So far we have covered a lot of ground. We’ve talked about the Orthodox, Protestantism in general, Lutherans, Episcopalians, Presbyterians, Methodists, and some of the history that underlies these movements within Christianity. Today, I’d like to say a bit about Baptists. Baptists today are the largest Protestant group in the United States. As one would suspect, they make up the majority of the population in the Southeastern part of the country. But as a whole, they are the second only to Catholics as the largest Christian denomination in the U.S. While there are many different groups of Baptists, the largest group in the U.S. is known as the Southern Baptist Convention.
Baptist theology is rooted in Martin Luther’s notion that one is justified before God by faith alone. Baptists take this belief to its logical conclusion by asserting that infants should not be baptized, since they are not yet capable of making an act of faith. Only those who are capable of making an act of faith should be baptized. Hence the name, “Baptist.” As Catholics, we believe that baptism confers on us a character – i.e., a sacramental mark on our souls, claiming us for Christ. Baptists see baptism more in a symbolic way of putting on the burial and resurrection of Christ through a dramatic immersion in a pool of water. As an aside, the sacrament of Baptism was practiced by immersion in a pool of water in the earliest days of the Church up until around the 12th century – a period of history in which there were still many adult converts to the Faith. As whole societies became more completely Christian, and more baptisms were those of infants than adults, the immersion form of baptism gradually disappeared. Although, one finds it occasionally in some newer Catholic Churches today that are constructed with an immersion pool. Infant baptisms were practiced in the early Church as well, as whole families came into the Church together.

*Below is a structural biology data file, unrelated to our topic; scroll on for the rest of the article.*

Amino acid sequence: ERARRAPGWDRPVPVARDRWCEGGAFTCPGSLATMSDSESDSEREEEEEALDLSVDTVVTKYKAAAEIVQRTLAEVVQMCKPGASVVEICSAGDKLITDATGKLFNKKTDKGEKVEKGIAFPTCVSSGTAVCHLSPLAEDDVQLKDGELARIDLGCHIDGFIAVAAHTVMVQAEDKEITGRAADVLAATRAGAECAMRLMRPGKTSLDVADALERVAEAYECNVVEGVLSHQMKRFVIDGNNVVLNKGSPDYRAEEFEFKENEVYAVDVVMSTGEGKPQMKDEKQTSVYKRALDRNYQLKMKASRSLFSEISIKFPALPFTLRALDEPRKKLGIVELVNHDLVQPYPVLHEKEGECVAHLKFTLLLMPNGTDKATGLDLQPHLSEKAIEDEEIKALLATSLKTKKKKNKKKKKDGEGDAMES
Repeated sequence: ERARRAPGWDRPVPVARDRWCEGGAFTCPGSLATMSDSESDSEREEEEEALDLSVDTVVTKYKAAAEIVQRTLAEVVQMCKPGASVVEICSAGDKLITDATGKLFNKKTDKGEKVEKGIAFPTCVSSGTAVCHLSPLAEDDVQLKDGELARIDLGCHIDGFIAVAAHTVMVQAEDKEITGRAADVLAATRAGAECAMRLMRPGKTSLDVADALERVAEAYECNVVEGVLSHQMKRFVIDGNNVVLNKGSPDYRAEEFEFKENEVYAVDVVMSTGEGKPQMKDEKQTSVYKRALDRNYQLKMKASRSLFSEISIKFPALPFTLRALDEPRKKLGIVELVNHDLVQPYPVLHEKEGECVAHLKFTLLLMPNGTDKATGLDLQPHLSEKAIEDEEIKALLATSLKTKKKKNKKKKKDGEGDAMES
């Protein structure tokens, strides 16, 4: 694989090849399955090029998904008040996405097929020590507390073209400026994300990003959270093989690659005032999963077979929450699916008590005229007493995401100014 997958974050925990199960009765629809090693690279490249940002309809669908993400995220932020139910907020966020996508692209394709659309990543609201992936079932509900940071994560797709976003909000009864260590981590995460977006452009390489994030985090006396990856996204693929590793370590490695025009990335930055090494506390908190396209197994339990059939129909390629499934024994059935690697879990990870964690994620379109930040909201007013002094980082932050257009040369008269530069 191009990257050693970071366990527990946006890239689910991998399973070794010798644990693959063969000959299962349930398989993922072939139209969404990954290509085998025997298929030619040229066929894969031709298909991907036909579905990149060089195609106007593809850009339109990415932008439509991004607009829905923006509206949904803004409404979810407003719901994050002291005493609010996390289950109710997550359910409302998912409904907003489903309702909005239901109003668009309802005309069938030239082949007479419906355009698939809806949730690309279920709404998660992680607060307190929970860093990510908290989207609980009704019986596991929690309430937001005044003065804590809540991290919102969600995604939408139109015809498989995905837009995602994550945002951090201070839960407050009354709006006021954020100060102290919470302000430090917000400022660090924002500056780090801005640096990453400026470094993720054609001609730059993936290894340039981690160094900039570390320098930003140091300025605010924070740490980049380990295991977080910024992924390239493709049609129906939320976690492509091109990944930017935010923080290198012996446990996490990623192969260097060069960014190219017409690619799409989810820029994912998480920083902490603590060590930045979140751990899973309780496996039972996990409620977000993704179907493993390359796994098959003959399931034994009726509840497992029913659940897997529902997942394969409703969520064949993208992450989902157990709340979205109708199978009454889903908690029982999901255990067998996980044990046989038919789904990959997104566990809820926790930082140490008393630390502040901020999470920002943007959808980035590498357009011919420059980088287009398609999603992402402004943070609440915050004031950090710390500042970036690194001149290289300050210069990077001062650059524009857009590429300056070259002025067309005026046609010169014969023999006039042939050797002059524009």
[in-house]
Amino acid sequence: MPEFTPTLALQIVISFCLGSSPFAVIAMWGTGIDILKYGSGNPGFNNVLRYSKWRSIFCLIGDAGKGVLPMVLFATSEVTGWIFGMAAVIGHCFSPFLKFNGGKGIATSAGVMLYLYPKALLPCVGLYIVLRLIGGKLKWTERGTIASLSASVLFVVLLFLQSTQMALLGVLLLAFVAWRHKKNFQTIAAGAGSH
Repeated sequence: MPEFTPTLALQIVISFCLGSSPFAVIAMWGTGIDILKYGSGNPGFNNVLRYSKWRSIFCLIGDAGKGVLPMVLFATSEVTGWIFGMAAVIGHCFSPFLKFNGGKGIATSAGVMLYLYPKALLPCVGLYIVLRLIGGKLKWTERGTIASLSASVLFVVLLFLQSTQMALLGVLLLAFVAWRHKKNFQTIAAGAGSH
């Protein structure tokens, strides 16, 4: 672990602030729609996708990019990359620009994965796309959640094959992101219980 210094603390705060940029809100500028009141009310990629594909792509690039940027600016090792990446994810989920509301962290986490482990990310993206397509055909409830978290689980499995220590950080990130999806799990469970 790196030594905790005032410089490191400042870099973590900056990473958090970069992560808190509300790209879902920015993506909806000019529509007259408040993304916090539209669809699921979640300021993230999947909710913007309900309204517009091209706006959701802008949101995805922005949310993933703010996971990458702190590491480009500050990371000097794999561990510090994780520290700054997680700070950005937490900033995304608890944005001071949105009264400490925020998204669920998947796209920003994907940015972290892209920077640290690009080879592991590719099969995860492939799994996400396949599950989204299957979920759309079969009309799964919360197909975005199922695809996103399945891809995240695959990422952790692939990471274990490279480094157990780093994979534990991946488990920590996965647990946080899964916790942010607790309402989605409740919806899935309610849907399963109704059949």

Baptists today trace their spiritual and theological heritage back to the Anabaptists, a group during the time of the Protestant Reformation who disagreed with Luther, Zwingli, and Calvin. They wanted congregations of adults that gathered freely and were autonomous, rather than a state-sponsored church. Calling themselves “Baptists,” they eventually spread to the New World and grew particularly among those in the Southern states, and those who were former slaves.
Baptists tend to be most literal, or literalist, in their interpretation of the Scriptures. They also do not see Baptism and the Eucharist as sacraments, but rather symbols and not necessary for salvation. Baptism only occurs after one is “born again,” or has a conversion experience in which they acknowledge their faith in Christ and become assured of salvation. Baptists are also very focused on evangelization and mission work. Since they often tithe at the biblical 10% and have large congregations, Baptists have grown and spread with programs that reach worldwide. Unfortunately, Baptists have sent many missionaries to countries that are mostly Catholic in population.
Like with other Protestant denominations, Catholics and Baptists hold in common many fundamental beliefs. While Catholics differ with many mainline Protestants on controversial moral issues, Baptists tend to be our allies on matters pertaining to abortion and traditional marriage. May we continue to share our Catholic faith and pray for greater unity.